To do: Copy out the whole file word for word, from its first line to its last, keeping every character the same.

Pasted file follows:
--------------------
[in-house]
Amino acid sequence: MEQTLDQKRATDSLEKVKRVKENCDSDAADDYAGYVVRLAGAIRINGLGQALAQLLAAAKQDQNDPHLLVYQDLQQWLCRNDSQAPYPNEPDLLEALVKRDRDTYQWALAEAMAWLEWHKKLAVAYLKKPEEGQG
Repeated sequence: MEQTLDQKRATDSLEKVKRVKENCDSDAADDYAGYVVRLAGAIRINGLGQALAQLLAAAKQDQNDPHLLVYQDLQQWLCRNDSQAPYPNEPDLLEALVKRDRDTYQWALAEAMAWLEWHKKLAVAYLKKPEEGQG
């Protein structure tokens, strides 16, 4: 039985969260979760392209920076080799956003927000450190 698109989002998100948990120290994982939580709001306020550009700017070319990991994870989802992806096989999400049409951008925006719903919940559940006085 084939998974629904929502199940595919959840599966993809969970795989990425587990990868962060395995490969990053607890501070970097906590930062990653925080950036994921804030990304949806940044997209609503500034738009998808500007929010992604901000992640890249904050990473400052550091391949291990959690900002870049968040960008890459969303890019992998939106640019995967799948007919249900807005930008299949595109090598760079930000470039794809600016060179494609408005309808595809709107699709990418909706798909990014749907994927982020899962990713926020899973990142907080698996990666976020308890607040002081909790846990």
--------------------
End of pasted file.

[in-house]
Amino acid sequence: MEQTLDQKRATDSLEKVKRVKENCDSDAADDYAGYVVRLAGAIRINGLGQALAQLLAAAKQDQNDPHLLVYQDLQQWLCRNDSQAPYPNEPDLLEALVKRDRDTYQWALAEAMAWLEWHKKLAVAYLKKPEEGQG
Repeated sequence: MEQTLDQKRATDSLEKVKRVKENCDSDAADDYAGYVVRLAGAIRINGLGQALAQLLAAAKQDQNDPHLLVYQDLQQWLCRNDSQAPYPNEPDLLEALVKRDRDTYQWALAEAMAWLEWHKKLAVAYLKKPEEGQG
């Protein structure tokens, strides 16, 4: 039985969260979760392209920076080799956003927000450190 698109989002998100948990120290994982939580709001306020550009700017070319990991994870989802992806096989999400049409951008925006719903919940559940006085 084939998974629904929502199940595919959840599966993809969970795989990425587990990868962060395995490969990053607890501070970097906590930062990653925080950036994921804030990304949806940044997209609503500034738009998808500007929010992604901000992640890249904050990473400052550091391949291990959690900002870049968040960008890459969303890019992998939106640019995967799948007919249900807005930008299949595109090598760079930000470039794809600016060179494609408005309808595809709107699709990418909706798909990014749907994927982020899962990713926020899973990142907080698996990666976020308890607040002081909790846990």